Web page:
The only difference is that the output from logger includes log level, timestamp, and request ID. You can read more about the logging library here.

# Logging is cool!
logger = logging.getLogger()
if logger.handlers:
   for handler in logger.handlers:

Next, the JSONs for OK_RESPONSE and ERROR_RESPONSE are defined. These serve as return values of the functions.

   'statusCode': 200,
   'headers': {'Content-Type': 'application/json'},
   'body': json.dumps('ok')
   'statusCode': 400,
   'body': json.dumps('Oops, something went wrong!')

Next, a helper function, that is used by both the API functions is defined. This function returns a bot instance, using the Token provided as an environment variable in serverless.yml.

def configure_telegram():
   Conimages the bot with a Telegram Token.
   Returns a bot instance.
   TELEGRAM_TOKEN = os.environ.get('TELEGRAM_TOKEN')
      logger.error('The TELEGRAM_TOKEN must be set')
      raise NotImplementedError
   return telegram.Bot(TELEGRAM_TOKEN)

Next, the handler functions for the two APIs are defined. Let's look at the set_webhook function first. Over here, the bot instance is obtained from the configure_telegram function that we saw earlier. Next, the host field is extracted from the headers, and the stage field is extracted from the requestContext block of the incoming event. Using these, two fields, the URL of the webhook is constructed. Finally, it is applied to the bot using the bot.set_webhook(url) function. If the webhook is set correctly, the OK_RESPONSE is set, else the ERROR_RESPONSE is set. Please note that this set_webhook API has to be triggered manually once, using a tool like POSTMAN.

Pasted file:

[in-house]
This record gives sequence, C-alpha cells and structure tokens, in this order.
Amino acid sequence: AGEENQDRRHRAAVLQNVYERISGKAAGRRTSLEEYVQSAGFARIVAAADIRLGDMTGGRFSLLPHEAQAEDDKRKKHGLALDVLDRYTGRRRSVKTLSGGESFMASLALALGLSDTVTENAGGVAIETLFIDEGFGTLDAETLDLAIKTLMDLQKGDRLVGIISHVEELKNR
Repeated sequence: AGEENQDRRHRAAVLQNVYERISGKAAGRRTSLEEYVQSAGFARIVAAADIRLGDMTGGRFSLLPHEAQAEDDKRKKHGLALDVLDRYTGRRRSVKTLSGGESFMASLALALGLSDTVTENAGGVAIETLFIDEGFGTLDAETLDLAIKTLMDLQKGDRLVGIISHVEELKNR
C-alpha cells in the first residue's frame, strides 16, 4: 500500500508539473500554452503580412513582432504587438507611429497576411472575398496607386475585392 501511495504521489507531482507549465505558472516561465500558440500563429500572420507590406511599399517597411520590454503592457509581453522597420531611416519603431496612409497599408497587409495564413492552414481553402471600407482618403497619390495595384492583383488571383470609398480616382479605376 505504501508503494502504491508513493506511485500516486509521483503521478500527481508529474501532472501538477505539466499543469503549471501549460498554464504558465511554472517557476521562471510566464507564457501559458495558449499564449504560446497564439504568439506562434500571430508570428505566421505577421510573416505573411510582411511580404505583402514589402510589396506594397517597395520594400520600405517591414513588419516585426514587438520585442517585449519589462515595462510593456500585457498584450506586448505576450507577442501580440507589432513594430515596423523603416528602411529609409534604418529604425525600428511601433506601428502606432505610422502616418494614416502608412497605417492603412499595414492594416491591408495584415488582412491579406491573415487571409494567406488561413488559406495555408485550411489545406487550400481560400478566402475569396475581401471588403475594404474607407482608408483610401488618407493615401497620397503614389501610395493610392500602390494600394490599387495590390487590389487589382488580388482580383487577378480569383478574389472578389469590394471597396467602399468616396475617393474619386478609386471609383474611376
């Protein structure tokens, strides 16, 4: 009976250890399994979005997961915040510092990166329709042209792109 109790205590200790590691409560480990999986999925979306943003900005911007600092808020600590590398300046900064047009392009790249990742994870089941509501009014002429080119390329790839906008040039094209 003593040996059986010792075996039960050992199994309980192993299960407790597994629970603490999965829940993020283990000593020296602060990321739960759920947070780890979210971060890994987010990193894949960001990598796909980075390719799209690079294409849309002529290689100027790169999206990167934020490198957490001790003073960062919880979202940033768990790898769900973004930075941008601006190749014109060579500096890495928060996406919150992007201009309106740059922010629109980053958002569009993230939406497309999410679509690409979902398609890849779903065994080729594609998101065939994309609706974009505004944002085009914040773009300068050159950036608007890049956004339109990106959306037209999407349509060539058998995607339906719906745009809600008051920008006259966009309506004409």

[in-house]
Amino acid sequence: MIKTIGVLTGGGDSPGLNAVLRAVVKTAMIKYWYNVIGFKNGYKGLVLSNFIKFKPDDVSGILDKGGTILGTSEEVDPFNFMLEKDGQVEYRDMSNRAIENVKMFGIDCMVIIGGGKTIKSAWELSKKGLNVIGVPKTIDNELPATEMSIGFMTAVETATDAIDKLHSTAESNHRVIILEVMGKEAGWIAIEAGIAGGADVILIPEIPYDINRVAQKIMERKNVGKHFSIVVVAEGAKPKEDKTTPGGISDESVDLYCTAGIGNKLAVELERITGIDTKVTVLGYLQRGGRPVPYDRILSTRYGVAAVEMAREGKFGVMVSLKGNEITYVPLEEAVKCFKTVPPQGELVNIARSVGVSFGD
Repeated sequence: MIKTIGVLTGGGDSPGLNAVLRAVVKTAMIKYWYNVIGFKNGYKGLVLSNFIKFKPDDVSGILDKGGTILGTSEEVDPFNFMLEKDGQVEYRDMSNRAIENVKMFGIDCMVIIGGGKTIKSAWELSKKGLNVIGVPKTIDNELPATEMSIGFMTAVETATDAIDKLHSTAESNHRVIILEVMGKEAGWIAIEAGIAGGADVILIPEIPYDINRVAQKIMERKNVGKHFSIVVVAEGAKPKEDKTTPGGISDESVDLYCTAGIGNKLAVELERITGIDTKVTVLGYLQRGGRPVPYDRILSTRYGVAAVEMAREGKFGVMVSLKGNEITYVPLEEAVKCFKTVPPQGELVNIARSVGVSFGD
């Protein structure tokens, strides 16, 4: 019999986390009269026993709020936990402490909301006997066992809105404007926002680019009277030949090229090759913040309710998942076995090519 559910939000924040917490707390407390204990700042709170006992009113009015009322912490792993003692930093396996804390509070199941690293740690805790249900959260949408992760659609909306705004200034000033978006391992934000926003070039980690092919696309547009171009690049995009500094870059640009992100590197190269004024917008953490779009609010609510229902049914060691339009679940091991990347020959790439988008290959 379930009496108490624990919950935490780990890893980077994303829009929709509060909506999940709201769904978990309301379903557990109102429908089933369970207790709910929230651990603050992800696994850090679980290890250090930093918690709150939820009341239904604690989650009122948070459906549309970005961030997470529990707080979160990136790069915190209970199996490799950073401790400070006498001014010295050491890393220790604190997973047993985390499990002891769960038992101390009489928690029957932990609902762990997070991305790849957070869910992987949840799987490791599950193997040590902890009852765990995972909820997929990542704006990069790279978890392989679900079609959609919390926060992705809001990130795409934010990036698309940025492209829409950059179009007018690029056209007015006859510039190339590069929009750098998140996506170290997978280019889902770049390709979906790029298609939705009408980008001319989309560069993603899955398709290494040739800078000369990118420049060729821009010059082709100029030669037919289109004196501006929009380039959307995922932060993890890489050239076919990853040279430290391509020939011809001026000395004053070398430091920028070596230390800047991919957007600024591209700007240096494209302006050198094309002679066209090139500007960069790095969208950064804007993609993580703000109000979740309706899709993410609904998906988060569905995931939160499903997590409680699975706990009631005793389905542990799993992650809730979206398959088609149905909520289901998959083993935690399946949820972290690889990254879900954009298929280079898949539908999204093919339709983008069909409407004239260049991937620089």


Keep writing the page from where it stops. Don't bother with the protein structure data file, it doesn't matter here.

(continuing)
def set_webhook(event, context):
   Sets the Telegram bot webhook.
   """'Event: {}'.format(event))
   bot = configure_telegram()
   url = 'https://{}/{}/'.format(
   webhook = bot.set_webhook(url)

   if webhook:
      return OK_RESPONSE

Let us understand how the set_webhook function is able to get the correct URL for the webhook. Note that the set_webhook and the webhook functions only have a difference of '/set_webhook' in their path. They share the same host and stage. Therefore, we can derive the endpoint of the webhook function using the host and dev received in the set_webhook function's event. If your endpoint is '', then the host will be '' and the stage will be 'dev'. The set_webhook function is triggered by '' and the webhook function is triggered by ''. Thus, the parameters in set_webhook's event can help us construct the endpoint URL of the webhook function.

Finally, let's look at the webhook function. It is pretty straightforward. It receives the bot instance from the configure_telegram helper function. It then checks the event. If it is a POST event and contains a body, then it extracts the chat ID and message from the body. If the text is '/start', indicating the start of conversation, it replies back with a standard greeting using the bot.sendMessage(chat_id=chat_id, text=text) command. Else, it replies back with the same text that it received.

def webhook(event, context):
   Runs the Telegram webhook.
   bot = configure_telegram()'Event: {}'.format(event))

   if event.get('httpMethod') == 'POST' and event.get('body'):'Message received')
      update = telegram.Update.de_json(json.loads(event.get('body')), bot)
      chat_id =
      text = update.message.text
      if text == '/start':
         text = """Hello, human! I am an echo bot, built with Python and the Serverless Framework.
         You can take a look at my source code here:
         If you have any issues, please drop a tweet to my creator: Happy botting!"""

      bot.sendMessage(chat_id=chat_id, text=text)'Message sent')

      return OK_RESPONSE

Once you've triggered the set_webhook function through a tool like POSTMAN, you can open your bot on Telegram and have a chat with it. It will echo back messages as expected.

Set WebHook

Congratulations on your first Telegram bot!